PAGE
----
AMPERAGE Marketing & Fundraising

One-Minute MarketerWhat Is the Real Difference Between Millennials, Gen X and Boomers?

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What Is the Real Difference Between Millennials, Gen X and Boomers?

So much has been written about the Boomers, Millennials and Gen Xers. But if you really want to see the generational differences, look at their device usage.iStock_000008893856XSmall

AdWeek featured a data point infographic (Source: Millward Brown, Getting Audiences Right, 2015) on generations. The differences and similarities are fascinating.

Millennials prefer Apple products, but are still buying Android devices:

  • Android smartphones: Millennials 54%; Gen Xers 55%; Boomers 50%
  • iPhones: Millennials 53%; Gen Xers 38%; Boomers 24%
  • Tablets: Millennials 20%; Gen Xers 31%; Boomers 37%
  • iPads: Millennials 33%; Gen Xers 28%; Boomers 21%

Entertainment consumption seems to fit what you already believe: Boomers lead in Network TV, Cable TV and DVR usage. Millennials lead in Netflix, Youtube and Amazon Prime video. GenXers are in the middle of all the rankings.

One obvious difference is that Millennials are more likely to buy things via smartphone; Boomers use laptops; and tablet users are more likely to be by Gen Xers and Millennials.

You can make broad generalizations about each demo, but even though one demo leads in one category, there were plenty of users from other demos in these areas as well.  As much as we are different, we are also the same.

Written by:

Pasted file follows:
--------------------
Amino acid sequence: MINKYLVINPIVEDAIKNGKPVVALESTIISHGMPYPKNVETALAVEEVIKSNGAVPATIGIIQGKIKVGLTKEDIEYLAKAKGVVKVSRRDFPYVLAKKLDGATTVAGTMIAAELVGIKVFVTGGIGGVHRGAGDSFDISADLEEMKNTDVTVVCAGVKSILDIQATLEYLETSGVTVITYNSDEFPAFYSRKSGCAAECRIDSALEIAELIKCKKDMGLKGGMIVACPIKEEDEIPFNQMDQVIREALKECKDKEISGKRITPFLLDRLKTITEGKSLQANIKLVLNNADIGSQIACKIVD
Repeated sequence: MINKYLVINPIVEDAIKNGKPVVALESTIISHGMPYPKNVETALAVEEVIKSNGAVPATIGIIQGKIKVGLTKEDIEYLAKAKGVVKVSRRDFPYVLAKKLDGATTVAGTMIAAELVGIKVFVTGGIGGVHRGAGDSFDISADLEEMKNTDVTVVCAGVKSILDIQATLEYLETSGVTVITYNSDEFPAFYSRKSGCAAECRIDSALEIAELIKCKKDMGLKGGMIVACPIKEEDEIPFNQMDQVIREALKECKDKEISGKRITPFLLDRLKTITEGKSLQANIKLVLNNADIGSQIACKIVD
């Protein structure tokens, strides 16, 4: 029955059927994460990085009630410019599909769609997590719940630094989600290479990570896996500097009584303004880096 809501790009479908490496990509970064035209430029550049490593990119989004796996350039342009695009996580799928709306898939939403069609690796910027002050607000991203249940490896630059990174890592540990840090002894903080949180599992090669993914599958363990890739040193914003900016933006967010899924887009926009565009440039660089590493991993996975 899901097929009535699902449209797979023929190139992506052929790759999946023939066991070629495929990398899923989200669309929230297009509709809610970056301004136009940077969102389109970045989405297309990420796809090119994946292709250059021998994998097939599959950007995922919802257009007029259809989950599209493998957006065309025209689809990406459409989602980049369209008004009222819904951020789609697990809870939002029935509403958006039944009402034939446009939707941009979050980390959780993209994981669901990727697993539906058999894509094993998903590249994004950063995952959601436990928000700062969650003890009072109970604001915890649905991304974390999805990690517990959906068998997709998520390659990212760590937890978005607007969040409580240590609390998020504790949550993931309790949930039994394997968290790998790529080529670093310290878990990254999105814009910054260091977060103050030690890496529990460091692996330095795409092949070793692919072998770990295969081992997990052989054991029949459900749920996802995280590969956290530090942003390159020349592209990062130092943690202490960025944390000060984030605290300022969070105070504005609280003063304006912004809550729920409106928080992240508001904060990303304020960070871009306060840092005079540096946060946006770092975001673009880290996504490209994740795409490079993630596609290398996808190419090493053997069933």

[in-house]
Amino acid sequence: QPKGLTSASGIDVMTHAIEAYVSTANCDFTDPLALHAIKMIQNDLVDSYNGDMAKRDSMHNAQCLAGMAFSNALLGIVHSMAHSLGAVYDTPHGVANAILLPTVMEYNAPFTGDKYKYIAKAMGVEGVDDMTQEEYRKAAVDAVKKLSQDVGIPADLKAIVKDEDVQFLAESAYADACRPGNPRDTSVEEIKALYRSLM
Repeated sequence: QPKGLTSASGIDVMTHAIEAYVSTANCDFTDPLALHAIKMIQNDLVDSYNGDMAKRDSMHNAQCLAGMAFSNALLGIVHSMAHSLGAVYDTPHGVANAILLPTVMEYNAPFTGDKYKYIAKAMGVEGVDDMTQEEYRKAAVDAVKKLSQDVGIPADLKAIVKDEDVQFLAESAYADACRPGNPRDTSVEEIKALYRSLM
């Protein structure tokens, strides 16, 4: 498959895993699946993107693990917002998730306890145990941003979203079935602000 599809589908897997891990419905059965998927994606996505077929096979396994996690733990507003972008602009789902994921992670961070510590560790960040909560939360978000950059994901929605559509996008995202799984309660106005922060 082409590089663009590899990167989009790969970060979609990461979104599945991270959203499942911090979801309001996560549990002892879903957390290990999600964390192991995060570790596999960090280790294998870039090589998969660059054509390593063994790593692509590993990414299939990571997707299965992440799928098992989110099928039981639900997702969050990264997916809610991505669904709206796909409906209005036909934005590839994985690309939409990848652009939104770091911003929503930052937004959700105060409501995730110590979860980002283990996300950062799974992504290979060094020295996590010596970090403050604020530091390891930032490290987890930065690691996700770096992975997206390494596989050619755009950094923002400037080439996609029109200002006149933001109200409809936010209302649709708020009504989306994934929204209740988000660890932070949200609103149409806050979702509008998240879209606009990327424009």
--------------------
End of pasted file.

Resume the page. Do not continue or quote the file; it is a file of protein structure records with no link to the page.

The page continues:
Mark wrote his first direct-mail fundraising letter in 1981 for the University of Iowa Center for Advancement. The effort raised a few million dollars in undiscovered wills and legacy gifts. From that day forward Mark discovered a love of the big idea that moves the needle. After 12 years at KWWL, Mark became a business owner as a co-founder of ME&V — rebranded as AMPERAGE in 2015. After 25 years of leading creative teams in video production, graphic design, PR, writing and web development, Mark transitioned out of ownership in 2021. Today he serves in an employee role as special projects consultant. He is creatively ambidextrous — son of an artist and engineer — and famous for distilling complex ideas down to a few words and a few visuals. Mark is a writer. When he found that many nonprofits struggled with complex branding puzzles, he wrote the book, “NonProfit-NonMarketing .” He also wrote a novel called “Reenactment.” Mark is an active blogger OneMinuteMarketer® with nearly 1,000 readers each week on LinkedIn, Facebook, Twitter. One of his most popular YouTube videos is on “How to Look Good on Zoom.” One of Mark’s fondest business memories was being named to INC 500 two times and attending the INC 500 conference with other winners. Mark is considered by some a Civil War expert (and that explains his novel). Mark also served as an adjunct professor in the business and in the communications departments at Wartburg College. Mark is a graduate of the University of Iowa and is currently vice president of the University of Iowa Journalism and Mass Communications Advisory Board. Mark is married to state Sen. Liz Mathis, and the two love to travel, even when it means being trapped by a volcano in the Czech Republic for three weeks.